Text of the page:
The latter half of August felt a bit slow. That’s over. Meetings have picked up. Travel, too, is going strong. Fortunately, I missed out on United Airlines’ software crash last week and am confident I will return this week on time. I am back in town next week.
Plans are coming together to celebrate Washington agriculture at the Homegrown event on Sept. 23, the day of the Oregon State-WSU game in Pullman. While there won’t be block party games like last weekend, a number of the commodity groups will have samples of Washington products for the fans. If you are in town, please stop by to thank our farmers and let game-goers know how important it is to support those who keep our food supply healthy and plentiful.
The Center for Lignin Engineering, Analysis, and Research for Sustainable Technology team of National Science Foundation grant finalists that I mentioned last week did an amazing job on their recent site visit. I couldn’t stay through the full visit, but the team is a strong group who conveyed a well-thought-out plan and outstanding impact potential. I am particularly impressed with the level of coordination and effort it took just to host the site visit!
Now I am outside of Dallas, attending the U.S. Farmers and Ranchers in Action (USFRA) annual meeting on sustaining agriculture’s contribution to economies and climate goals. Regenerative agriculture and workforce development are components of the conversation and strategy. I have just joined the group’s Science Advisory Council and am eager to see how we can use WSU’s science to work with USFRA partners. Friday, I return to Pullman for a full day of meetings. It will be nice to be back where the temperatures permit opening the windows at night.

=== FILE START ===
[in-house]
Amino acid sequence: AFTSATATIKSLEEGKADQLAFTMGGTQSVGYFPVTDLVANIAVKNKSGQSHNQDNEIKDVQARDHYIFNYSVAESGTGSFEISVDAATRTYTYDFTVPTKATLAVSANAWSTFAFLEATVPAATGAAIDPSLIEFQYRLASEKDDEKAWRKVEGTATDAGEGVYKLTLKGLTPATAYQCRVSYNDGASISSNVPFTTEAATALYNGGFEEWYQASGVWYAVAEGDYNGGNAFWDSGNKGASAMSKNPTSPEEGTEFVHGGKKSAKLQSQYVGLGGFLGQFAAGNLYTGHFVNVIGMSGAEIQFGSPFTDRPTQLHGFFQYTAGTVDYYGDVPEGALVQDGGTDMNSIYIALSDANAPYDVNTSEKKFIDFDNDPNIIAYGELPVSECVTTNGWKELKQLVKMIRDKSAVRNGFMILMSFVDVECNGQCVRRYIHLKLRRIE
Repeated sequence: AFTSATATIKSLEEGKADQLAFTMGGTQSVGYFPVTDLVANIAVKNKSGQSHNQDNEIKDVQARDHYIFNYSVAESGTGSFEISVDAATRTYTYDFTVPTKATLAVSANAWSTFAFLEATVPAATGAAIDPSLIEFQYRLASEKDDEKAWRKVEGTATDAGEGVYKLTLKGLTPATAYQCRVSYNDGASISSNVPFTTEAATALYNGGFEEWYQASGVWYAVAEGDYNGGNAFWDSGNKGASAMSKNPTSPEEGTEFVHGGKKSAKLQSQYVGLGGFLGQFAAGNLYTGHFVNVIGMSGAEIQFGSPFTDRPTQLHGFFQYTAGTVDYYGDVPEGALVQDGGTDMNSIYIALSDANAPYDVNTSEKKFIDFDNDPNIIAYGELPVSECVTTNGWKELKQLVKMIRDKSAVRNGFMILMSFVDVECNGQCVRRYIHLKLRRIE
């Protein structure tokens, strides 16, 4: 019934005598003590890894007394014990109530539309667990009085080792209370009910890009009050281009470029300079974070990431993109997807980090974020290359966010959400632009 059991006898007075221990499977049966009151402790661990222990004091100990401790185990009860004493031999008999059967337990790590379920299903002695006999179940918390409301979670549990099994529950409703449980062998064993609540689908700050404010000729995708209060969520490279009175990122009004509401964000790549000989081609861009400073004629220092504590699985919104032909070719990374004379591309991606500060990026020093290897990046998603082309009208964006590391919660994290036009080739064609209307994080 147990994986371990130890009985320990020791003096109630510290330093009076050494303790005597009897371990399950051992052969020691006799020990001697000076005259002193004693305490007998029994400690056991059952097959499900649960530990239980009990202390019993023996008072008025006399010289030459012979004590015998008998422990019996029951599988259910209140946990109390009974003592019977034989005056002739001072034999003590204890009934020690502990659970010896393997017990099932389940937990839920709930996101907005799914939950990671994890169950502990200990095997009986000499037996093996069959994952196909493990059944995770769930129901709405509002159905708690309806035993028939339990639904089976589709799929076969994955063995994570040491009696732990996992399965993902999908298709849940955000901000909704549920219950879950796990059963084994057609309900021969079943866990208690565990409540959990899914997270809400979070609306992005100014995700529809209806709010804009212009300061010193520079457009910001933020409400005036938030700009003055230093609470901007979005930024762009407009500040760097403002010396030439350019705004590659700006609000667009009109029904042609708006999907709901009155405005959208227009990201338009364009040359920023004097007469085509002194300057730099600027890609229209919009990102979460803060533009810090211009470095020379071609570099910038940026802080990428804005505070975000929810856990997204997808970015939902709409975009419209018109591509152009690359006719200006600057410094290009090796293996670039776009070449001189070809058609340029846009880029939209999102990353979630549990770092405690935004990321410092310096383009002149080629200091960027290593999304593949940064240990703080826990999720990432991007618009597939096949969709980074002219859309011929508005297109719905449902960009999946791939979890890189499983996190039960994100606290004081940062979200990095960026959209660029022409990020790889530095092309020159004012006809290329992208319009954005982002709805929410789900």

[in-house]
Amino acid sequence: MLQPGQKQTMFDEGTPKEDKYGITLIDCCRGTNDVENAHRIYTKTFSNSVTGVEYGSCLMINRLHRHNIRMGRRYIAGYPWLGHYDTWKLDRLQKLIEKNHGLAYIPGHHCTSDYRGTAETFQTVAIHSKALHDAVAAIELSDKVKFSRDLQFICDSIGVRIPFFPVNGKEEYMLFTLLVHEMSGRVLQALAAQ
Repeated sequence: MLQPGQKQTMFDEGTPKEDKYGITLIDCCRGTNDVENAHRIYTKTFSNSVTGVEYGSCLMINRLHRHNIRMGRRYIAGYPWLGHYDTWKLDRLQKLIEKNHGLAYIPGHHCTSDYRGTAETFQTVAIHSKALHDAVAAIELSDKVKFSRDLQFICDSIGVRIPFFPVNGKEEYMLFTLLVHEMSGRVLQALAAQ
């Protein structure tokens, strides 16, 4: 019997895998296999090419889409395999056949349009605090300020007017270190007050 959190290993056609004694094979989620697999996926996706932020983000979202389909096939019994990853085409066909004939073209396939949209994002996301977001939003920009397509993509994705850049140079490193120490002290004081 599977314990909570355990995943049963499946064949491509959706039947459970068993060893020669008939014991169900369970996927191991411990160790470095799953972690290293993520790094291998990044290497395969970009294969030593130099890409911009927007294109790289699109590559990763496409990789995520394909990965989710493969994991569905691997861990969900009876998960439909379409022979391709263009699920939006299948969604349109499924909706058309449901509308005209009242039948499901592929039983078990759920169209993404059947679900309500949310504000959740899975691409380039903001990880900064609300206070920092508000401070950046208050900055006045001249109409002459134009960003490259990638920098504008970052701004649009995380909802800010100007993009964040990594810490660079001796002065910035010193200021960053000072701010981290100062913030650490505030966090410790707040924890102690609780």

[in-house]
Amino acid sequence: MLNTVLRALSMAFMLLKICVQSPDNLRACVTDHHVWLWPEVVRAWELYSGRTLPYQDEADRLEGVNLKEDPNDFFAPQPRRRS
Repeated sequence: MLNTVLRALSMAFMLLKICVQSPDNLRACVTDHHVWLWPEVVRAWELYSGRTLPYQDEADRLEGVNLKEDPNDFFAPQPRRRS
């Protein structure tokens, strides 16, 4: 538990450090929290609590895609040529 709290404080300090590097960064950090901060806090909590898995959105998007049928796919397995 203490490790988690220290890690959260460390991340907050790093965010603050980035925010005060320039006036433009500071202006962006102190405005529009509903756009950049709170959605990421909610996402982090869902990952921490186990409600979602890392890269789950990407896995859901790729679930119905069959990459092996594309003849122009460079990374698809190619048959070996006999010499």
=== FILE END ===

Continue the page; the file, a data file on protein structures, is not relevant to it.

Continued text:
I look forward to the daylong meeting with chairs and directors next week. We will focus on a limited number of items. Much of our time will be centered on the unit level ideas for proposals that will frame the programmatic vision for the college. I know units have had some good conversations, resulting in great ideas. During the daylong meeting, we will see what opportunities there are for cross-unit advancement of the ideas and finding support to implement them. It is important for me to have these visions in my head as I seek ways to make the ideas a reality. During the October roadshow/town halls, the associate deans and I will give faculty and staff an overview of what we heard.
I hear there is confusion about the October roadshow/town halls. I will try to clarify here, but please reach out if anything remains murky. During the window of Oct. 16-26, a team from CAHNRS leadership will visit eight locations across the state. At each location, we will meet from 11 a.m. to 2 p.m. with any current faculty or staff able to attend. Before the end of September, current faculty and staff will receive a survey to RSVP their intent to participate at each of the locations. That survey will outline the common agenda for these eight meetings with current faculty and staff. At three of the eight locations, there will also be a late-afternoon networking hour open to retirees, alumni, partners, and community members. These are very informal, brief events with invitations handled by the host directors. A fourth networking event will be offered on a different date from that morning’s town hall. I hope that helps clear up any confusion.
Have a great remainder of the week. Get outdoors before fall allergies are in full swing!